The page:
In the adjacent gallery, which is meant to represent the “Art Gallery”, another text based work adorns the wall and a small wooden model of Scots Church (on Collins Street, Melbourne) marked with dazzle along the bottom perimeter sits on the edge of the platform I was standing on. The platform now has a third function; first, it is a sculpture; second it is an actual platform; and third, it is a plinth for artwork. Standing next to the church, on this sculpture-then-platform-now-plinth, I suppose I became artwork in the “gallery” too ;)
The text based work on the wall relates to the theme of religion, similar to the church. The words “NEVER TRUST A LOVING GOD” at first glance appears to be quite a straightforward statement. Yet it conflicts with absolutely everything that we as a society think of what “God” is meant to be – trusting and loving. So what is it trying to say? What is it referring to? Who is “God” in this case, is it the same God we think we know, and why shouldn’t we trust him? What happens to us of we do put our trust in him? We will never really know these answers because we don’t know where the words come from (all of Coley’s text based works are extracted from other found sources). It is purposely left open-ended and presented out of context so we are forced to furrow our brows and activate this thing called our brain to pick apart this statement, find our own meaning, and at the same time think of the many other possibilities of what it could be referring to. At first I was annoyed by how confident and confusing this statement statement was, but then you realise that that was the point.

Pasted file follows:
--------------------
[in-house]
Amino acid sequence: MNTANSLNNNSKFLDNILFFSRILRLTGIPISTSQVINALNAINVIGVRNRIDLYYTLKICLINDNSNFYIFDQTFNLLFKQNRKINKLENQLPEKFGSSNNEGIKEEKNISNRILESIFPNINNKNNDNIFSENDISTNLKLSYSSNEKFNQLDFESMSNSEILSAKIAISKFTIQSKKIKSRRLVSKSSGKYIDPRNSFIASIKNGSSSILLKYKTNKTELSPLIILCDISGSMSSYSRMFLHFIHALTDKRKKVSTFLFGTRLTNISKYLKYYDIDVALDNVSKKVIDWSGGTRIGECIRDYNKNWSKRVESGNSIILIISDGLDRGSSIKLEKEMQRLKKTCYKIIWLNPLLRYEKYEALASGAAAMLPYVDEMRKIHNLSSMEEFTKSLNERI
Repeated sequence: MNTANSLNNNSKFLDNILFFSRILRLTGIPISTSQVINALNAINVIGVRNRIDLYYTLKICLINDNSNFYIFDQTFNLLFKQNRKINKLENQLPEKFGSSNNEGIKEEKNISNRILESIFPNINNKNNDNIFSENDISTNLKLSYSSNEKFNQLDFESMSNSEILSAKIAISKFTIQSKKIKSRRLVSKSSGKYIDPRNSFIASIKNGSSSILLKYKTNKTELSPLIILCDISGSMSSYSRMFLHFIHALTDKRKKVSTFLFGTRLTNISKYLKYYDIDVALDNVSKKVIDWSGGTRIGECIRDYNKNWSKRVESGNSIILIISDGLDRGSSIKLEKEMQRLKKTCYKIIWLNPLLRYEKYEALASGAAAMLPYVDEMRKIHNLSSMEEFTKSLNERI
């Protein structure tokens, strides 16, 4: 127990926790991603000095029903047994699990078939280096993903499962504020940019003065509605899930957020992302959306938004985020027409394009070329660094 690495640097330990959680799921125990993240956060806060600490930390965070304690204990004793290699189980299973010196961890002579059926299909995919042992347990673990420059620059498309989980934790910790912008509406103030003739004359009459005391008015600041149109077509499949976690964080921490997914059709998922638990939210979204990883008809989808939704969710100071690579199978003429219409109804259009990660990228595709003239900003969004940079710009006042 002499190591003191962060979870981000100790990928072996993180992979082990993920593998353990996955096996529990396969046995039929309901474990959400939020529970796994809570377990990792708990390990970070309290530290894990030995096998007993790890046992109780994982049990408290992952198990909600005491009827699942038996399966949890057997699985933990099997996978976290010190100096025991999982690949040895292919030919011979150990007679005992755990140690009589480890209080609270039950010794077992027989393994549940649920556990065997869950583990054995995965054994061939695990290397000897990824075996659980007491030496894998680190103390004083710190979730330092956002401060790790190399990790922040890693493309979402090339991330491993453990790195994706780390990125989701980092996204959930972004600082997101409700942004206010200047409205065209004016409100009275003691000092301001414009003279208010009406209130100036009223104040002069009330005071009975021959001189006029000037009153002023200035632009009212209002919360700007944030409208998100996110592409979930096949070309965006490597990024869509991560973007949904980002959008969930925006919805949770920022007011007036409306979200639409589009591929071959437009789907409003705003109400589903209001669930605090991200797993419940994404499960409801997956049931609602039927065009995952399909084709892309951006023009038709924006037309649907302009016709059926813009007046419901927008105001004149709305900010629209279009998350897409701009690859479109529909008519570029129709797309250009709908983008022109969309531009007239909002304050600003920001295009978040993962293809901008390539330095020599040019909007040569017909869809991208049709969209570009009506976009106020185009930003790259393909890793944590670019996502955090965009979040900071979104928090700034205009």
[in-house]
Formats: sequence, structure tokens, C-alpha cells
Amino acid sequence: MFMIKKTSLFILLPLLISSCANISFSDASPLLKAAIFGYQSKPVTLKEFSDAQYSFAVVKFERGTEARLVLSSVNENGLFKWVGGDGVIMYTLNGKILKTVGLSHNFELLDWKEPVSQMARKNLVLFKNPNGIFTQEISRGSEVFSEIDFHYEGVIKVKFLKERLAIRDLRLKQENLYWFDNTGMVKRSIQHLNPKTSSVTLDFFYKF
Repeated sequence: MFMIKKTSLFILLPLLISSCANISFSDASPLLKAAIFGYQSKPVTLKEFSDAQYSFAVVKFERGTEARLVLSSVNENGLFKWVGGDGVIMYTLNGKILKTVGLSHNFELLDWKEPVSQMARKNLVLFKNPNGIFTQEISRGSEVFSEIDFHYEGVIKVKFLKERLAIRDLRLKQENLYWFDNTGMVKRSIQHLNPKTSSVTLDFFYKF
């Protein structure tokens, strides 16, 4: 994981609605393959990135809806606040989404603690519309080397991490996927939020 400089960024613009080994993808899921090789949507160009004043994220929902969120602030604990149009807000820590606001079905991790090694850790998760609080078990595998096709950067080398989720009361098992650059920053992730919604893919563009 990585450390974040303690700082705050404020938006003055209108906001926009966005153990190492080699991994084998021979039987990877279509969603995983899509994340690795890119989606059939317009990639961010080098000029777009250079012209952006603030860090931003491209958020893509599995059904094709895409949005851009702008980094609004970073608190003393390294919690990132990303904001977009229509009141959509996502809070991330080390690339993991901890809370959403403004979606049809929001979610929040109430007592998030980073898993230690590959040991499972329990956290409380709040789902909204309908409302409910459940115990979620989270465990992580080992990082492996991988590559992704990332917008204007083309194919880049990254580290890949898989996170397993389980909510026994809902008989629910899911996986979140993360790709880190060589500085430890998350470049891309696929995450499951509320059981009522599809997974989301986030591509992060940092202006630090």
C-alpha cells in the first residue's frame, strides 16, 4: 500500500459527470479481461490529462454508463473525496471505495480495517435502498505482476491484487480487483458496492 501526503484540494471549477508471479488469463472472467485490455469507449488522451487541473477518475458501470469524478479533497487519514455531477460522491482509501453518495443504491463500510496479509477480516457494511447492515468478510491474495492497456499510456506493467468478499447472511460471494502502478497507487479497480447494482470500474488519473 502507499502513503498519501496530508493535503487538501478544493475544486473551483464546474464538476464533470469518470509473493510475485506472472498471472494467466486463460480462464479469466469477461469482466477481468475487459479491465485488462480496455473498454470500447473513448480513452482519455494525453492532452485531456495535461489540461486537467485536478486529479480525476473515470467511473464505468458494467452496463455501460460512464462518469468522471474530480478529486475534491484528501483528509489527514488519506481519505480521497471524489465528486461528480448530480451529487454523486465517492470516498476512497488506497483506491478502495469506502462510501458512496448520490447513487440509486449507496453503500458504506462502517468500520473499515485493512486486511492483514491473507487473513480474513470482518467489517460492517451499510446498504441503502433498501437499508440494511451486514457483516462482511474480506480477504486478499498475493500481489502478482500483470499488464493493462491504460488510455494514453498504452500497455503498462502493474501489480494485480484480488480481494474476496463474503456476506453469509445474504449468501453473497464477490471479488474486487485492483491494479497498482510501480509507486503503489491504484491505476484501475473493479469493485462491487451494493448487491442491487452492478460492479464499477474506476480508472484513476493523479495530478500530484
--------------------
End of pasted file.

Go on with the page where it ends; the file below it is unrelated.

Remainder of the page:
In the last and final gallery space is the “place of worship”. The dazzle that adorn the walls from floor to ceiling play to the highly decorative nature of places of worship; the frescoes on church walls, the decorative arabesques in mosques, and elaborate patterns in temples and some synagogues. As the only gallery with dazzle on the wall, or any kind of painting on the wall, the effect makes you feel that you have entered a completely different space and the striking patterns force you to look up and around you. It is a similar feeling to that sudden shift in awareness of our surroundings that we might get from entering a place, especially a place of worship, which is quite separate from the outside world. Like those hot sunny days when you enter a church to find it dark, cool, and quiet. Or simply just that feeling of immediately moving from the secular world into a religious one.
Coley is not one to talk too much about his art. He steps back almost completely to give his viewer an infinite space to interpret the work, and in this case, feel the space and the effect of the objects on our perceptions of the environment. Definitely worth checking out while it is still on. You don’t see such beautiful concrete structures everyday, and neither do you hear Cate Blanchett yapping on in architectural speak about random electrical boxes in Melbourne.
Okay, so I have just arrived into Amsterdam Schipol airport in transit. I managed to get 6 hours of sleep on the flight over here which is unheard of. I fell asleep somewhere above Myanmar and woke up looking over Beirut. I have found some free wifi here at Schipol, so I will post this shortly after I finish typing. I am sitting at cafe with a much needed coffee and Swiss cheese sandwich. Right behind me is a mini museum shop for the Rijksmuseum. Kinda tacky. I might just buy a mug with Vemeer’s milk maid on it just for shits and giggles. Anyway, stay tuned to my next post, which will be from Basel! Til then, afscheid!